Fixing Spitfire BBC Orchestra in Reaper – or how to write a plugin





I recently bought the basic Spitfire BBC Orchestra samples for £0. (but I had to wait 2 weeks)

This is a cut down version of their full orchestra sample library, but I guess it is good for sketching. They have developed their own player for this which is similar to their LABS libraries. Presumably this is to avoid using Kontakt player which costs extra money. I used it for a little while and then discovered it had quite a serious bug when playing MIDI sequences. If you have a note played followed by the same note and the first note end time equals the second note start time, then the second note does not play. This can quite easily occur if you quantise a MIDI recording.

This annoyed me especially as I was paying nothing for it instead of the reccommended £49. I was about to report the bug but saw that other people had got there first and there was a forum discussion about it. Some bright spark mentioned that they had written a Reaper plug in to workaround the problem but did not give any further details. Basically if you shorten the first note ever so slightly, the second note will play.

I was intrigued by this and I decided to look further into the black art of writing a Reaper plug in. It is not particulary well documented and there was no basic tutorial in starting. It is really quite easy once you know how and I will show you how to write a plugin to fix the Spitfire library.

There are a large amount of Reaper plugins in the “JS” folder. I have already described how I use some of them when working with MIDI. These plugins use a native scripting language to work. There is a built in editor and basic debugger to create,edit and compile the scripts. You are able to view the source code of any of the built in plug ins and use it as a basis to create new ones.

Creating a new script.

In Reaper, create a new track. Click on the track effects button and this will bring up the effects library page. Right click on the “JS” section and this brings up a pop up menu. Select the “Create new JS effect“.

It will then ask you for an effect name. Enter a meaningfull name as this will appear later in the effects library “JS” section for you to select as an effect.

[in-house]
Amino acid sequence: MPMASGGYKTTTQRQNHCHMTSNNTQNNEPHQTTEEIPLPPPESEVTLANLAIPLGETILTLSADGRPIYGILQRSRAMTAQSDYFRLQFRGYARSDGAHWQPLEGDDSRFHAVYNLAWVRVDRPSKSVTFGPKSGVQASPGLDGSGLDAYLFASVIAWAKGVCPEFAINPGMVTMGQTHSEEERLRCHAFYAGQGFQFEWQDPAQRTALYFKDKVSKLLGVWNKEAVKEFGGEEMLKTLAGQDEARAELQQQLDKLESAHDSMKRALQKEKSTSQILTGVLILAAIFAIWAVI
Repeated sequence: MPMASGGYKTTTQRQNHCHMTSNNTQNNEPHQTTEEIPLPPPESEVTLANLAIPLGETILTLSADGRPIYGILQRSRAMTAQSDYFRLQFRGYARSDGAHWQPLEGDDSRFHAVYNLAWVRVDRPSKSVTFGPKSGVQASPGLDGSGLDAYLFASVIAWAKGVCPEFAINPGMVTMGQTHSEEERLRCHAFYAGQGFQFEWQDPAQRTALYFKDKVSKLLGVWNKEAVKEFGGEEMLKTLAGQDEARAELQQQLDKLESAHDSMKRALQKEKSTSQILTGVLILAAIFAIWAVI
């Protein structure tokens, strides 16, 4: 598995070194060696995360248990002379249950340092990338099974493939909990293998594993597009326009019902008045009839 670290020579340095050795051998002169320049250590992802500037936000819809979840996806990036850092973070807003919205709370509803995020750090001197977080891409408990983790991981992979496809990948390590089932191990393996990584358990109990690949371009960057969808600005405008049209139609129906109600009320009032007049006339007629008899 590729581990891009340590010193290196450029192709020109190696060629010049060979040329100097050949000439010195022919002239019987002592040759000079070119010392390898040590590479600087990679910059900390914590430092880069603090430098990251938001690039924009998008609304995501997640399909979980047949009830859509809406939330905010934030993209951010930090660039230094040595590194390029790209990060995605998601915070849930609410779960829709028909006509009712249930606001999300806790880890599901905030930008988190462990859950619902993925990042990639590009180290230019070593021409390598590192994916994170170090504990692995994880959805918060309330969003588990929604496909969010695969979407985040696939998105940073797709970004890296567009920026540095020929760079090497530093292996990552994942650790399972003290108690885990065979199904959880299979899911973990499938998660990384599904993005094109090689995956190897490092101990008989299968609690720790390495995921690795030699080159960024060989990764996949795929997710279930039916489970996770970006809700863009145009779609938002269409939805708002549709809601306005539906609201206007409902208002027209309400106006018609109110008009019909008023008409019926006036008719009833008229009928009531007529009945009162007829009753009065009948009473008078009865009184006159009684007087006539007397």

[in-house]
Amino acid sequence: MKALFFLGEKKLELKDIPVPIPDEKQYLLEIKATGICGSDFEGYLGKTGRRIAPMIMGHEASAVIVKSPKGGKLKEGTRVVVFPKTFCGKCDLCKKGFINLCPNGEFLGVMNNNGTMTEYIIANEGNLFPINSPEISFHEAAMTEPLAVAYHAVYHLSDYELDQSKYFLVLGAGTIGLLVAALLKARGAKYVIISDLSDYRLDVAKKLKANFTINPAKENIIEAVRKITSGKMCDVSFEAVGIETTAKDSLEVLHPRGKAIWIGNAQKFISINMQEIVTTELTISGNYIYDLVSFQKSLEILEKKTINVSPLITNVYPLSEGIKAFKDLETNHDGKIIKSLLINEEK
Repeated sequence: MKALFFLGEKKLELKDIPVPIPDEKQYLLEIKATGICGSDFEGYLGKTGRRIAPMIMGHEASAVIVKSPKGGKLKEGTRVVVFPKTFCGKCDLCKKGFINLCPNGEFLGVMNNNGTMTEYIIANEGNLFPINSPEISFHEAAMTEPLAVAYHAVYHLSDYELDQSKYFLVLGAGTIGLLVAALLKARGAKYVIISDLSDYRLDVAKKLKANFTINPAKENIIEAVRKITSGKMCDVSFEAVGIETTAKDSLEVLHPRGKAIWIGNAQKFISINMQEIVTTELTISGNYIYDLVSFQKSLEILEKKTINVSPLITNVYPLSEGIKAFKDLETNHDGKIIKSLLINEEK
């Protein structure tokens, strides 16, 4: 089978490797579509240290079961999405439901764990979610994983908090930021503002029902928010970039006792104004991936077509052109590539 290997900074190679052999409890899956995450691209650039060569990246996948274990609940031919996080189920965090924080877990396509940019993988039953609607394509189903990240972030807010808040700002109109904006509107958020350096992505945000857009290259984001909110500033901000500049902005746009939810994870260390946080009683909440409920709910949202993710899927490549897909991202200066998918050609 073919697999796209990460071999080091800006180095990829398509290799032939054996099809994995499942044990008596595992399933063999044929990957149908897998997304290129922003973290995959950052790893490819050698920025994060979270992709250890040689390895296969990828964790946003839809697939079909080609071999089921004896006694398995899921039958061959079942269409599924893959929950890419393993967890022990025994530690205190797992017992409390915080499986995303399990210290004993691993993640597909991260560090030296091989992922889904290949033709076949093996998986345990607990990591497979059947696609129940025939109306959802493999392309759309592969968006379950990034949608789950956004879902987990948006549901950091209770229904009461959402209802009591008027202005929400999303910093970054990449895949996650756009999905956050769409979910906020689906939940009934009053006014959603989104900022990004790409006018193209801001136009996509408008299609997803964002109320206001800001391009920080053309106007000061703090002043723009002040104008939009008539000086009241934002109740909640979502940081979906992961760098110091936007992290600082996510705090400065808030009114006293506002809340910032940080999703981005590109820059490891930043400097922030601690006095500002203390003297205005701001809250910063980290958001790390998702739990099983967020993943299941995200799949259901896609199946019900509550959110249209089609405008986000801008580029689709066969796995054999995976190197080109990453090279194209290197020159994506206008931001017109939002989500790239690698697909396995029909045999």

It will then create a basic plugin that does nothing in particular and has some default sliders for entering parameters. There is an edit window on the left and a variables watch window on the right.

You enter the script code in the editor window and finally press Ctl S to save the current text and compile the plugin. Any errors with the script syntax are then displayed and you have to fix the errors (if any) and press Ctl S again.

Editing an existing script.

In Reaper, create a new track. Click on the track effects button to get the effects library page. Double click on the effect you wish to edit and this will add it to the track effects chain. Click on the effect and the standard effect parameter page will be displayed.


There is an “Edit” button on this page. Press it and the following effect edit screen will be displayed. This is the same as the creation page.



Change the script and press Ctl S to save and re-compile it. Note that the changes only apply to the selected track. In order for it to apply to all instances of the effect, exit Reaper and restart it, gotcha !!!!!

The script to fix the Spitfire BBC Orchestra

This script needs to create a gap between adjacent notes of the same pitch. The gap only needs to be small. This means that it is easier to create small gaps between any note and the gaps are too small to be significant. So the script should take any MIDI note and make a small gap. A note comprises of a MIDI ON message followed by a MIDI OFF message, so if we alter the timing to make the ON message later and the OFF message earlier we can achieve a fix to the problem.

There are two MIDI functions within the script – midirecv and midisend.

Midirecv receives a single MIDI message from the previous effect plugin or routed MIDI stream. This is usually a command byte a pitch byte and a velocity byte for note on and note off messages. It also receives a time offset. As far as I can ascertain, this is relative to a block of MIDI messages and ranges from 0 to 239.

Midisend sends a single MIDI message to the next effect plugin or routed MIDI stream. It takes the same parameters as the receive. The timing of the outgoing message can be altered by changing the time offset up to a maximum of 239 and a minimum of zero.

Here is the script. Simply paste the entire script into the plugin editor window and save it with Ctl S. Ensure that it is placed before the Spitfire BBC Orchestra VST plugin in the effects chain.


desc: Spitfire BBC Hack





// note on 
(((msg1&240)==0x90) && (msg3!=0)) ? (

(msgt<230) ? msgt+=10; 

// note off
( ((msg1&240)==0x80) || ( (msg1&240)==0x90 )&& (msg3==0) ) ?(

(msgt > 20) ? msgt-=20;